Floods Don't Scare Church Gurnee Church Puts Faith in Engineering

By Susnjara, Bob | Daily Herald (Arlington Heights, IL), September 3, 2001 | Go to article overview
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Floods Don't Scare Church Gurnee Church Puts Faith in Engineering


Susnjara, Bob, Daily Herald (Arlington Heights, IL)


Byline: Bob Susnjara Daily Herald Staff Writer

As an expansion that would nearly double the size of Gurnee Community Church marches forward, its leaders are convinced the building's location will be flooded with good deeds - not water.

The church's 18,000-square-foot addition is on target for completion in late January or early February. What hasn't changed is that the church sits in a flood plain along Old Grand Avenue just east of the Des Plaines River, which most recently spilled over its banks in Gurnee last year.

But instead of worrying about building in a flood-prone area, the church has placed its faith in modern engineering.

Key to the project is what essentially is a large underground crawl space that can handle 600,000 gallons of floodwater.

As part of the design controlled by federal regulations, the underground vault will have several 3-foot-by-3-foot openings so floodwater can flow through unobstructed. In the event the vault becomes filled, the water will be pumped to storm sewers after flooding subsides.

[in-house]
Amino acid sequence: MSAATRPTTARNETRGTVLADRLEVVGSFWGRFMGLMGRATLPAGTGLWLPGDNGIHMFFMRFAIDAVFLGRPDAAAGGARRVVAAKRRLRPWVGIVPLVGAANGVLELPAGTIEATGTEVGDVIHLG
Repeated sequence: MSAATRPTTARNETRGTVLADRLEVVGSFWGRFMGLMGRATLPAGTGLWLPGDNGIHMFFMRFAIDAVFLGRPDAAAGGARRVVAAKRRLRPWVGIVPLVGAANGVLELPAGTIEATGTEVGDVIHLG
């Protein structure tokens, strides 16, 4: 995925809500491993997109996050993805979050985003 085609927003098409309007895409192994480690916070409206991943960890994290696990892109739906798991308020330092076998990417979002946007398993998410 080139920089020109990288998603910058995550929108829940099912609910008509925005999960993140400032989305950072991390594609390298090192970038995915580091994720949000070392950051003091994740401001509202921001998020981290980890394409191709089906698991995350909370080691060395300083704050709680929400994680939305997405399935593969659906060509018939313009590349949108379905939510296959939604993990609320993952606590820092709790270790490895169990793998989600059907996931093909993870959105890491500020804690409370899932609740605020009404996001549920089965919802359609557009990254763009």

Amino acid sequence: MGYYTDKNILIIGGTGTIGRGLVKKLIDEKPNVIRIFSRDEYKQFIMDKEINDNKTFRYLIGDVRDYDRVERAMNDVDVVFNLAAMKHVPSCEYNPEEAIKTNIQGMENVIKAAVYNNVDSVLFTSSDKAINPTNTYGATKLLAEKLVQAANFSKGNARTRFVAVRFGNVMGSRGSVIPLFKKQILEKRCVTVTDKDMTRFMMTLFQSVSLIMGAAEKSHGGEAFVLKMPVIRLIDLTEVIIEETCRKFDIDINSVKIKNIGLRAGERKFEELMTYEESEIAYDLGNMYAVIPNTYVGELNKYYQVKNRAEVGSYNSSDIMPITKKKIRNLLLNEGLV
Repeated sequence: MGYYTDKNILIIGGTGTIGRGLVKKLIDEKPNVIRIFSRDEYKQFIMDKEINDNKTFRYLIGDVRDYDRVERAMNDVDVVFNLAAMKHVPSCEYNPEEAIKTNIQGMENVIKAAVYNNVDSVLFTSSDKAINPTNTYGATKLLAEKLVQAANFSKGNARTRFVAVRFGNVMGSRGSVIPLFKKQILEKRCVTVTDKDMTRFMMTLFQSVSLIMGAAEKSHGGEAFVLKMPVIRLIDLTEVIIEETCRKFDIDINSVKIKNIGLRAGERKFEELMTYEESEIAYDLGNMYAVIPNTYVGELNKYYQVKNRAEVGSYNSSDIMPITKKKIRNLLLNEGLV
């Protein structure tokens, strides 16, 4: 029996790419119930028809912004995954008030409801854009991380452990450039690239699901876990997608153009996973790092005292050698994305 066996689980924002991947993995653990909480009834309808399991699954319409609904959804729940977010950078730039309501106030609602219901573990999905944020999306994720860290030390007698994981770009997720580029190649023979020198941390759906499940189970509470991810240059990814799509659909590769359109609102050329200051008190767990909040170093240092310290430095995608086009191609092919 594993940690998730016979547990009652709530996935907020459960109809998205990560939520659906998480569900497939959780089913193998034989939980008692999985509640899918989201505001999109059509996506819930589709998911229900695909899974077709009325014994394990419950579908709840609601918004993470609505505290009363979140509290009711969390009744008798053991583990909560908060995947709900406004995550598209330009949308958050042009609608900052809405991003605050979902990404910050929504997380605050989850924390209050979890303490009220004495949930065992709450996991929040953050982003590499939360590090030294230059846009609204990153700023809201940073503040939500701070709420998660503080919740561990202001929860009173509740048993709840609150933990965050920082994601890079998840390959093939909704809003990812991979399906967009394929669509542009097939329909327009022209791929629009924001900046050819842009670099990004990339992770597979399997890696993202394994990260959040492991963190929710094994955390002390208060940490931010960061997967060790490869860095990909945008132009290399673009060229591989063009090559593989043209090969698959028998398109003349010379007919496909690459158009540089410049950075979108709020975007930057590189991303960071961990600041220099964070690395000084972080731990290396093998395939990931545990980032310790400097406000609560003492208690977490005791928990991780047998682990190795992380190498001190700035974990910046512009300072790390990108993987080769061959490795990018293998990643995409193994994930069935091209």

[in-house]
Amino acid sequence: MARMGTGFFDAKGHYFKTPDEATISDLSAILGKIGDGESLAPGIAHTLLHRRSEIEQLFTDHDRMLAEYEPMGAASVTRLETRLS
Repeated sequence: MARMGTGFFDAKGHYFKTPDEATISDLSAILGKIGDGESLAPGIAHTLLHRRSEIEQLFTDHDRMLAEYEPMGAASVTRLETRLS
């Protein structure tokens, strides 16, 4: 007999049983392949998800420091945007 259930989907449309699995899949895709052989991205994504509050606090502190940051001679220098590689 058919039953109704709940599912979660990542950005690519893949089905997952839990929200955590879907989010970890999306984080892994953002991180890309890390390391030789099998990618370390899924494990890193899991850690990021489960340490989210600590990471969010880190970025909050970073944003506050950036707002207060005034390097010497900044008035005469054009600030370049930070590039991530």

Jim Gage, a construction manager and engineer for Gurnee-based Project and Construction Services Inc., said floodwater cannot be forced into the crawl space by design. That is why the 3-foot-by-3- foot slots are needed to allow water to pass through it, he said.

Moreover, Gage said, the addition is being constructed 2 feet above flood level, with concrete and steel providing the necessary elevation and support. He said the flood protection added at least $300,000 to the church's construction tab.

Gage said he knows the system will work when Gurnee has its next flood.

"We have a 100-year flood every 10 years in Gurnee," he said.

Gurnee Community Church was struck in June 2000. The waterlogged church was forced to hold one Sunday service on higher ground - at a Gurnee American Legion hall.

Now, because of the construction, Associate Pastor Stu Merkel said he has a positive spin he prefers to use whenever the flood subject arises.

"We kind of see that our church will be a flood zone for youth," Merkel said, referring to the church's proximity to several schools. "We're going to capitalize on our location."

Before the Gurnee village board approved the project in July 2000, some residents with property near the church contended the expansion would only worsen the Old Grand Avenue flooding woes. Some independent flooding experts also question the construction.

Mary Fran Myers, co-director of the Colorado-based Natural Hazards Research and Applications Information Center, said the method being used to corral floodwater at Gurnee Community Church sounds like a miniature version of Deep Tunnel.

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